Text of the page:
[HEUNGBO'S GOURD]Have a merry little pagan holidayDon't take that headline wrong. I'm not saying that Christmas has become so secularized and commercialized in our modern world that it might as well be a pagan holiday. I'm saying that originally it was indeed a pagan holiday. It didn't become Christianized until about 300 years after Christianity began, and even then it was only a minor feast.
To today's Western Christians, for whom Christmas has become the biggest religious festival of the year, it may be hard to believe that early Christians didn't celebrate the birth of Jesus at all. The most important events of Christ's life to them were the Crucifixion and the Resurrection because these events supposedly provided the evidence that validated the Church's basic beliefs and teachings. After all, everybody is born, but how many people are resurrected? So for centuries, Easter was the biggest holy day, and the church's annual cycle centered around the springtime celebrations of Christ's Passion, Easter, the Ascension, and Pentecost, when the Holy Ghost is said to have descended to the Apostles in the form of tongues of fire.
So what made them change their minds? We can't really be certain, but we do know that the early Christians believed that Christ's second coming was in the offing. The Apostles seemed to think that Jesus would return during their own lifetimes or surely within a generation or two. By the fourth century, it began to appear that the second coming wasn't quite so imminent after all. Perhaps that's why people began to make more of the first coming. In any case, we do know from historical records that by the year 336, Christmas was already being celebrated in some parts of Christendom.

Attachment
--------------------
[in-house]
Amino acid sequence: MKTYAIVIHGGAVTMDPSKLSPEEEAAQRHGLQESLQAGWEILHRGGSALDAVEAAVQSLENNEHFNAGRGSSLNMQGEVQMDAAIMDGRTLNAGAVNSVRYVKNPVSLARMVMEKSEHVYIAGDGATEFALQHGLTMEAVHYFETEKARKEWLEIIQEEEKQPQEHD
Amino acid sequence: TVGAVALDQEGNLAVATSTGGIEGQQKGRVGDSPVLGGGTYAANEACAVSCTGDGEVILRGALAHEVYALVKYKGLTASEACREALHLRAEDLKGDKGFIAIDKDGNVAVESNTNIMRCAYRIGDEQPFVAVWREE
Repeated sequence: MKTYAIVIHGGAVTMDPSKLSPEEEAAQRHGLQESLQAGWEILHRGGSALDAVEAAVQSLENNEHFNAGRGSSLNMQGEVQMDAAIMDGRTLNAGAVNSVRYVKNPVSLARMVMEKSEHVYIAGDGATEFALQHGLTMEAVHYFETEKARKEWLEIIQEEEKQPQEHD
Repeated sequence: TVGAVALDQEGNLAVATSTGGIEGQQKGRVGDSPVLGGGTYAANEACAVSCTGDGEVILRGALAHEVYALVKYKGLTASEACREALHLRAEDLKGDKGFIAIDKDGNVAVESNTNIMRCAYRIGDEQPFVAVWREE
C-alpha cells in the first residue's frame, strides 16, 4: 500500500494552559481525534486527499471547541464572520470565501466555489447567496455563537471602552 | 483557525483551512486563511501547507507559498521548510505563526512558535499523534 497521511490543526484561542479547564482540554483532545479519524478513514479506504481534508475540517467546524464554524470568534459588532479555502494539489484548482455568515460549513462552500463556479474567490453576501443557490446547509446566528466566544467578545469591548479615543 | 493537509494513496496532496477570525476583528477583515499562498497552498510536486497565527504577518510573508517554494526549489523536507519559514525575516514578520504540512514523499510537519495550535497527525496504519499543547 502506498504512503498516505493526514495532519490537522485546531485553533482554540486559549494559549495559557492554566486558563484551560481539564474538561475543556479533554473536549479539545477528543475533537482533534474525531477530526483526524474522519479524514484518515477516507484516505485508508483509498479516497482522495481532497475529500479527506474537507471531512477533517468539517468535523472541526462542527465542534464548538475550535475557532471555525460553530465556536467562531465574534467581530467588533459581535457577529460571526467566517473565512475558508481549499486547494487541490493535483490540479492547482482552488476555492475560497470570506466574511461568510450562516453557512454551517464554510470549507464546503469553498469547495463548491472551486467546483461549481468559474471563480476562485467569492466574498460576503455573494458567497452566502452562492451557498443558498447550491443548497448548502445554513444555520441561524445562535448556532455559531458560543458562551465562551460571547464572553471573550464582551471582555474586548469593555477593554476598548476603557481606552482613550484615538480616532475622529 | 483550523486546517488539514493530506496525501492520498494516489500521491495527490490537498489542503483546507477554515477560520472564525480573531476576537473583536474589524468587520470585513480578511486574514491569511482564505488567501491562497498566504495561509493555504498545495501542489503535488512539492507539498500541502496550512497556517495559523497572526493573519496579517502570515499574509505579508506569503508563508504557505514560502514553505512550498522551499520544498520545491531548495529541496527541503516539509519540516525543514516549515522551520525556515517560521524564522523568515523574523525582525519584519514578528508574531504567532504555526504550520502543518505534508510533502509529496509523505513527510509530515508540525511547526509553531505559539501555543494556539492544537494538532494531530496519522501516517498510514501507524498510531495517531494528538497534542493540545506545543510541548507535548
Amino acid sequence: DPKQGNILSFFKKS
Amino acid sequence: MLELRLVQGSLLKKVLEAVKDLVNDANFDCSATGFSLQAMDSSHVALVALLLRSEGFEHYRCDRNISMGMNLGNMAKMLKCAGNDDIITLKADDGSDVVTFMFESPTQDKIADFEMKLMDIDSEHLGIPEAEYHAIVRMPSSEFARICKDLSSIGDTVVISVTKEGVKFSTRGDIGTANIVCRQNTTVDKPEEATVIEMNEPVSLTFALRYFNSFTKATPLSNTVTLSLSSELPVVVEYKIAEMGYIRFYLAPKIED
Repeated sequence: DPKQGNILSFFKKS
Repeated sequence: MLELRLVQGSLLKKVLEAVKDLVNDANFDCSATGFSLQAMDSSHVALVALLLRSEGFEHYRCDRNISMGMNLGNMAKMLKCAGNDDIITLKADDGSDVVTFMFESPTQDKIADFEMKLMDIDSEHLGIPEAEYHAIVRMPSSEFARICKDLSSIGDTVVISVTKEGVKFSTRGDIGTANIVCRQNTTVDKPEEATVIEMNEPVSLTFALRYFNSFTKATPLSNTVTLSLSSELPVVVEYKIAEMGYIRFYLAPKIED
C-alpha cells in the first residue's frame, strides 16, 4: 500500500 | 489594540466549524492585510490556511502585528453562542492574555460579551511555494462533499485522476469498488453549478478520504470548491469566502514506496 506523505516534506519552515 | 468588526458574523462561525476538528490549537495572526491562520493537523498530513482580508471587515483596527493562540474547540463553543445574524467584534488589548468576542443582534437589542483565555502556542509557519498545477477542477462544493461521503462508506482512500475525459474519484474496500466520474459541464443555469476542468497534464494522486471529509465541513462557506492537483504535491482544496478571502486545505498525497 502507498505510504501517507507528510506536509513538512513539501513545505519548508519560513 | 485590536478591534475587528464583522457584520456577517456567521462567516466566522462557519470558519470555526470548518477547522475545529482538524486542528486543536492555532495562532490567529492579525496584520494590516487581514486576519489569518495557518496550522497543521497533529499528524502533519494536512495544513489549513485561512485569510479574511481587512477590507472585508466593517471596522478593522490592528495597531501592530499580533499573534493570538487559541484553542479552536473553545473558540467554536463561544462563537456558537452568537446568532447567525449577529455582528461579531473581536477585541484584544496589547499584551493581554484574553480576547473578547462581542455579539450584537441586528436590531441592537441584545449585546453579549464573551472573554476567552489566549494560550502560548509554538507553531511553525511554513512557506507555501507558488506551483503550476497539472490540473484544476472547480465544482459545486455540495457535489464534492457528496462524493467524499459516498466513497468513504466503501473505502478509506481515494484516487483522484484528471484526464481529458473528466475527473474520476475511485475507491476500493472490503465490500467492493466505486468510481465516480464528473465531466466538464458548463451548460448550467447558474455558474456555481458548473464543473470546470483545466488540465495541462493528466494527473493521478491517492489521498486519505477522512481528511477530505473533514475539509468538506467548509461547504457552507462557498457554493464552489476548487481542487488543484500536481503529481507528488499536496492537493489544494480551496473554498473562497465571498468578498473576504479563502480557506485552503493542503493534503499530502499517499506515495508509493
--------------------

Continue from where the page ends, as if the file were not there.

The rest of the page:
It would be fascinating to hop in a time machine and go back to the first meetings of church fathers at which the date for Christmas was decided upon. There must have been quite a lot of discussion because they had no idea what the actual date (or even the year) of Christ's birth was. The Gospels don't make this clear at all. In fact, we can't even be sure of the season, although some scholars reckon it most likely that Jesus was born in the spring. Many scholars also believe it unlikely that he was born in Bethlehem, favoring Nazareth as the most probable place of birth. They claim that the Bethlehem story, given in somewhat conflicting versions in Matthew 2 and Luke 2, was included on the basis not of known facts but of Old Testament predictions that the Messiah would come from the lineage of David. The home of David's clan was Bethlehem.
A spring date would not have been a good choice, because it would conflict with all the other spring religious celebrations already being observed. December 25 was an ideal date for a couple of reasons. It was comfortably away from other Christian religious dates, and it already had symbolism that could be readily put to use to spread the Church's message: it was the day the Romans celebrated the victory of the light over the darkness -- he Day of the Unconquered Sun.
Festivals in honor of the return of longer sunlight hours after the winter solstice have been a part of cultures all over the northern hemisphere since time immemorial. The people of Northern Europe burned their yule logs and decorated evergreen trees. The Jews had their Hanukkah, which not only commemorated the rededication of the Temple at Jerusalem after the Maccabees drove out the Syrians in the 1st century B.C., but was also known as the Festival of Lights, celebrated by lighting a menorah.
The ancient Romans began their winter solstice festival on December 17. They called it Saturnalia, in honor of the god Saturn, ruler of agriculture and, like his Greek equivalent, Chronos, a symbol of time. In the earliest times, the festival ran for only four or five days, but the holiday was extended to seven and then eight days.
In Korea we eat dongjipatjuk on the day of the winter solstice, called Dongji in Korean. Dongjipatjuk is a porridge made of red beans. The usual explanation is that red drives away evil spirits, but red also represents light; the words for "red" and "bright" are similar in Korean.
No wonder Christmas has such a broad appeal, even among those who are not particularly religious or maybe even downright pagan. The colorful lights, the parties, the gifts all help cheer us up and get us through the dark time of year.
So don't forget to eat your dongjipatjuk tomorrow, and have a merry Day of the Unconquered Sun on Wednesday.
* The writer is a columnist of the JoongAng Daily. His e-mail address is firstname.lastname@example.org.
by Gary Rector